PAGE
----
$$) has been used to maintain formatting consistency and remove the need to escape single quotes (’) by doubling them.
Using A PostgreSQL
crosstab() Function With More Than Three Columns
source_sql text SQL query returns more than three columns, the additional or extra columns must be placed between the
category columns. In the previous crosstab SQL query, any extra or additional columns must be placed between the
PostgreSQL converts identifiers/column names to lowercase by default. To capitalize the crosstab column headers, enclose them within double quotes.
Using ARRAY Data Type To Re-Arrange Extra Crosstab Columns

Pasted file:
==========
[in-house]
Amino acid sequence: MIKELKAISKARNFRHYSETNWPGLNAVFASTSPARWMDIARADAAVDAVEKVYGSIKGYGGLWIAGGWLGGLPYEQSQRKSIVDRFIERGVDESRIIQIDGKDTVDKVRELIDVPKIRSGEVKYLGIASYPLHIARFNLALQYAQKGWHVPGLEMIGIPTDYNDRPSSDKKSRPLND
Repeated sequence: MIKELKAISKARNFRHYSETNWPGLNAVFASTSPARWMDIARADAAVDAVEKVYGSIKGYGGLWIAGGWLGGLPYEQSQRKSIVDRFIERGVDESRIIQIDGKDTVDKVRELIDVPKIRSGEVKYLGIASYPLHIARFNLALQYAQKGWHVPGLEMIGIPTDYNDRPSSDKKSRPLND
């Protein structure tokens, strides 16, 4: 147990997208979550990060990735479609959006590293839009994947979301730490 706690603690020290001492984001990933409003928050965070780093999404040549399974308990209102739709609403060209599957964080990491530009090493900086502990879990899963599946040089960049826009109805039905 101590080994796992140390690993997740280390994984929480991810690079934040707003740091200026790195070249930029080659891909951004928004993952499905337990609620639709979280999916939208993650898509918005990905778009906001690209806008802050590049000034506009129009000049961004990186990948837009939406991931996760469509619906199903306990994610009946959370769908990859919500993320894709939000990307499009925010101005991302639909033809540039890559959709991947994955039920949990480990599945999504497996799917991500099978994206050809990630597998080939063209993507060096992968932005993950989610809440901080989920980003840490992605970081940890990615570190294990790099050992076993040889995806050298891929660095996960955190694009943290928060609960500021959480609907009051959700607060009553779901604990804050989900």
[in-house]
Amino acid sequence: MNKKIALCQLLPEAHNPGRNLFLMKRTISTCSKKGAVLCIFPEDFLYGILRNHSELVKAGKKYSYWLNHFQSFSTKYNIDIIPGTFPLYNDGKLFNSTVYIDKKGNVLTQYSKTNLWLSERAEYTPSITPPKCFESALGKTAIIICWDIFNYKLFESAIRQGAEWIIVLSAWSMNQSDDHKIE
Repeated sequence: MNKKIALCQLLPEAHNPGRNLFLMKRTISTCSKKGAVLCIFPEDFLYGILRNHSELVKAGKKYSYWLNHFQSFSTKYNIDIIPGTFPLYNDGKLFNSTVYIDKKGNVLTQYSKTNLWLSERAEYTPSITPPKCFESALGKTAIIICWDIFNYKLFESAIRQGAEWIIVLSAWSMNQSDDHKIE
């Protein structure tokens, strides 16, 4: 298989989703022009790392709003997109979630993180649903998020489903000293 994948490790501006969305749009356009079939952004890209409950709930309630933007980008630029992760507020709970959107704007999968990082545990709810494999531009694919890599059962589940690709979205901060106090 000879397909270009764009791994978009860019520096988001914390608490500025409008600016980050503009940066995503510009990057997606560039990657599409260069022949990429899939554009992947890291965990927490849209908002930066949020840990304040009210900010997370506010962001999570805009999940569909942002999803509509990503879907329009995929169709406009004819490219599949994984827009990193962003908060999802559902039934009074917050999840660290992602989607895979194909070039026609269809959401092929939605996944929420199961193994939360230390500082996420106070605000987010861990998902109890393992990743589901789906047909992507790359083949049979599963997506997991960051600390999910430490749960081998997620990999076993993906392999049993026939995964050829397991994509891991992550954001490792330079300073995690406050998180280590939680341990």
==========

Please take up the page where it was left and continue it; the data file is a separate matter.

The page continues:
A crosstab with more than three columns has limitations in the order placement of the additional columns in the final crosstab. However, you can re-arrange the crosstab columns by inserting the extra columns into an arrays data type.
Crosstabs are a powerful way to summarize and analyze data from a database. By presenting data in a condensed and organized format, crosstabs make it easier to analyze relationships between different variables.
The CASE conditional expression, aggregate FILTER clause, and the PostgreSQL crosstab() function are some of the methods for creating crosstabs. If the crosstab() function uses more than three columns to summarize data, the ARRAY data type may be used to re-arrange the extra columns into the correct positions. Using crosstabs, PostgreSQL users can create reports and dashboards that help them make informed business decisions.